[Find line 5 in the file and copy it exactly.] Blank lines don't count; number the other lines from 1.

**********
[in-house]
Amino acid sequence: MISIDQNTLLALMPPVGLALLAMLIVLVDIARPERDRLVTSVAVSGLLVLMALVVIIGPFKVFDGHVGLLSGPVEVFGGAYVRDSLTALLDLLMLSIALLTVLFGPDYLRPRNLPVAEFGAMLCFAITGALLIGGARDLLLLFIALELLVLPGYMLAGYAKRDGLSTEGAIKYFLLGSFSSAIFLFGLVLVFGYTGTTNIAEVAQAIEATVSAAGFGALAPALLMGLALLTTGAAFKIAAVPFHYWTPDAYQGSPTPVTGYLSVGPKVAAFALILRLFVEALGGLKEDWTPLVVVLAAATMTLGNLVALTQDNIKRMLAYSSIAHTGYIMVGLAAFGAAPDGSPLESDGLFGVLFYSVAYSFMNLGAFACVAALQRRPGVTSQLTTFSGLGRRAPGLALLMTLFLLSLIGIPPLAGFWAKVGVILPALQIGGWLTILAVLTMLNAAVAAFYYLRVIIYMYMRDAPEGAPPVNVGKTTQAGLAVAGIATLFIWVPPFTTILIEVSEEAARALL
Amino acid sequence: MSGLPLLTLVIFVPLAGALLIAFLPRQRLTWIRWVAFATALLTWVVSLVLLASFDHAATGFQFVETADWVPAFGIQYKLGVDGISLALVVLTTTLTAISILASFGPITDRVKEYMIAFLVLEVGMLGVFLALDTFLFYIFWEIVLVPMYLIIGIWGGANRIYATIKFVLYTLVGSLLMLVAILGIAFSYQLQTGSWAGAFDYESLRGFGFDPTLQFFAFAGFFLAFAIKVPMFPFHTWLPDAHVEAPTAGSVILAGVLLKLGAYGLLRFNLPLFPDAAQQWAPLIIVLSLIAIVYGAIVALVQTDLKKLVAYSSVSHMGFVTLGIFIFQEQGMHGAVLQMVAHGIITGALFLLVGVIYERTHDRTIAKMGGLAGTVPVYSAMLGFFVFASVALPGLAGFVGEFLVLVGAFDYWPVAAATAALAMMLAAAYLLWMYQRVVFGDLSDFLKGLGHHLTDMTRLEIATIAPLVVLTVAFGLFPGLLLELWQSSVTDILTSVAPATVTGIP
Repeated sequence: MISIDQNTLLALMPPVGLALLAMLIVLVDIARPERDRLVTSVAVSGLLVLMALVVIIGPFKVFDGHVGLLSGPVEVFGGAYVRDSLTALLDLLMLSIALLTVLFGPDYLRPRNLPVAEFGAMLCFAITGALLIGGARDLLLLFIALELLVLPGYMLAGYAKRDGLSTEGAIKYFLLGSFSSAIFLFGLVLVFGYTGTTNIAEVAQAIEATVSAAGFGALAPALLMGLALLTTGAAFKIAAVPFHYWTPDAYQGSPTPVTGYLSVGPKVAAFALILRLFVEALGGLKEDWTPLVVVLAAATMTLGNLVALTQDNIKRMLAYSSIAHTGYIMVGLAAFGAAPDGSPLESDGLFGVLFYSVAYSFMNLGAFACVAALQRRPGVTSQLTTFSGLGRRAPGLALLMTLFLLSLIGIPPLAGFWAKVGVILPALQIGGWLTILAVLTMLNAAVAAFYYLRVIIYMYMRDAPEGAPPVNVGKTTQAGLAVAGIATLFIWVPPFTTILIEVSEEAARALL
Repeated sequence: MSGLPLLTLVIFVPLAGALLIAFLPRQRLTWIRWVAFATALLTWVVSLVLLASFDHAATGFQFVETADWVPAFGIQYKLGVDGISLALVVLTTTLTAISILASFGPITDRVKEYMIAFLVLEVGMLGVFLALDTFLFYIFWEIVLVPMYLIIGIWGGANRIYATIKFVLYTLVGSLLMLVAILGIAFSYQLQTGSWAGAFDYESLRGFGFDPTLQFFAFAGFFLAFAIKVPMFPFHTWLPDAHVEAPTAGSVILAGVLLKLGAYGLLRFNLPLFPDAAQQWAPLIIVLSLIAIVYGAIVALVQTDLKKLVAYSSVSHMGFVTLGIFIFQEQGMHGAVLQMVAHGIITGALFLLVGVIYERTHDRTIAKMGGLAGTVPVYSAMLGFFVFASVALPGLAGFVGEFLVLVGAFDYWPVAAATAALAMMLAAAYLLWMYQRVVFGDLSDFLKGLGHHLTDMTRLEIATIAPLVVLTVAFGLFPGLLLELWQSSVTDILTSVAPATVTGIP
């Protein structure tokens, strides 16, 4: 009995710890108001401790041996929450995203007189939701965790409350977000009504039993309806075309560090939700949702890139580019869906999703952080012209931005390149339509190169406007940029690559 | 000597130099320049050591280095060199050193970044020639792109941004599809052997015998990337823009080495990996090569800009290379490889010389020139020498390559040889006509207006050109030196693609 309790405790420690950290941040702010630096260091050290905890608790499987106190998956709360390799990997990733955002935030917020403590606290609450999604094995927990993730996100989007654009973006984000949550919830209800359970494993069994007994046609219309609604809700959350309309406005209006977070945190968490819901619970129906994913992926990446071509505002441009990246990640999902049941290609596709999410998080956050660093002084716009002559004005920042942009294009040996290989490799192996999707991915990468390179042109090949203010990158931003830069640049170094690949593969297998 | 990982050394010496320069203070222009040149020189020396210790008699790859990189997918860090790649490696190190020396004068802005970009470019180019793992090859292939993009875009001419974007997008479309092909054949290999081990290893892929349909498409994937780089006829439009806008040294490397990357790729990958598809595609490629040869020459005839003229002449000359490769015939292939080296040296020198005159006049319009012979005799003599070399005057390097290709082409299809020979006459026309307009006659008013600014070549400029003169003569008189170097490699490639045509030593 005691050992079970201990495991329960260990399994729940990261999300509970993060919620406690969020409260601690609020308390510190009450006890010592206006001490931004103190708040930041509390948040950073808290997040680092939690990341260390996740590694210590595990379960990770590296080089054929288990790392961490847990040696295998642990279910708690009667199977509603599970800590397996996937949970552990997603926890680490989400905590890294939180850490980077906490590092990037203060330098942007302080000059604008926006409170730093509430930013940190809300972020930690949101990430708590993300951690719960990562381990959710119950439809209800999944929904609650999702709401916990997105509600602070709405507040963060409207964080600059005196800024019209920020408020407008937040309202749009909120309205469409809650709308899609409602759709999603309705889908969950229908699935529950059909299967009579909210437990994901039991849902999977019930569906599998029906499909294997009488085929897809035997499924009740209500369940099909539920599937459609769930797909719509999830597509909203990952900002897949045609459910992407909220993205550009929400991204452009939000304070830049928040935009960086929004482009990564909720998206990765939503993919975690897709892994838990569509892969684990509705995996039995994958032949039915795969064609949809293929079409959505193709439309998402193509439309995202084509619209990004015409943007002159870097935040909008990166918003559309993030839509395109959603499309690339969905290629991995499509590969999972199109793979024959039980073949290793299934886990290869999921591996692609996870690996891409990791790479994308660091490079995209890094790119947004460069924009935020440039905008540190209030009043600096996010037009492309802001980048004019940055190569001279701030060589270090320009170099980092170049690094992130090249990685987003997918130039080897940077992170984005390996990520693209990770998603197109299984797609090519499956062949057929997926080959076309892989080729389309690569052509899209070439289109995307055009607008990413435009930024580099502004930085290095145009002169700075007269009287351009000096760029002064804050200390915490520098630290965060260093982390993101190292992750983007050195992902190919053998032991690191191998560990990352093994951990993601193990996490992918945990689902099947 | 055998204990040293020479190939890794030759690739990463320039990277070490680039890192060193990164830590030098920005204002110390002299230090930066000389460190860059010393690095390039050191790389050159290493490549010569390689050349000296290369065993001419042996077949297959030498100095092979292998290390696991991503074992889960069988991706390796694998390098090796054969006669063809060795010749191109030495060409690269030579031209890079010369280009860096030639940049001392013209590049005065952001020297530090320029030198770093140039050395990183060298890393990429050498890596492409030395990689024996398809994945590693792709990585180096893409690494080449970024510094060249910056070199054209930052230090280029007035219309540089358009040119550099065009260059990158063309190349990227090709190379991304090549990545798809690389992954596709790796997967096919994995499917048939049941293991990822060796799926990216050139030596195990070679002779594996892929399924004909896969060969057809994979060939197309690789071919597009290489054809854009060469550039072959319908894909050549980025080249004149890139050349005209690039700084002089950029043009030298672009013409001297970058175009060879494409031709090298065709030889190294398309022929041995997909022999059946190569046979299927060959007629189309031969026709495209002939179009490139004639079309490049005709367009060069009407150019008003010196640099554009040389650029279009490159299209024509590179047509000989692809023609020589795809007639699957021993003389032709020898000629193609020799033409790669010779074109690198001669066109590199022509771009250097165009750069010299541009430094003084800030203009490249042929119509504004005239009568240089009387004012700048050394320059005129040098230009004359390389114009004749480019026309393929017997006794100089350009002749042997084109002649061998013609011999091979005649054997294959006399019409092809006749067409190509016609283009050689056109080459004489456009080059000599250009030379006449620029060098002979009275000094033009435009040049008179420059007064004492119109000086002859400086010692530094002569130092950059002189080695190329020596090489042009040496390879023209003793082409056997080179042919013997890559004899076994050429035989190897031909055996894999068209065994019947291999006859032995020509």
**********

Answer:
Repeated sequence: MSGLPLLTLVIFVPLAGALLIAFLPRQRLTWIRWVAFATALLTWVVSLVLLASFDHAATGFQFVETADWVPAFGIQYKLGVDGISLALVVLTTTLTAISILASFGPITDRVKEYMIAFLVLEVGMLGVFLALDTFLFYIFWEIVLVPMYLIIGIWGGANRIYATIKFVLYTLVGSLLMLVAILGIAFSYQLQTGSWAGAFDYESLRGFGFDPTLQFFAFAGFFLAFAIKVPMFPFHTWLPDAHVEAPTAGSVILAGVLLKLGAYGLLRFNLPLFPDAAQQWAPLIIVLSLIAIVYGAIVALVQTDLKKLVAYSSVSHMGFVTLGIFIFQEQGMHGAVLQMVAHGIITGALFLLVGVIYERTHDRTIAKMGGLAGTVPVYSAMLGFFVFASVALPGLAGFVGEFLVLVGAFDYWPVAAATAALAMMLAAAYLLWMYQRVVFGDLSDFLKGLGHHLTDMTRLEIATIAPLVVLTVAFGLFPGLLLELWQSSVTDILTSVAPATVTGIP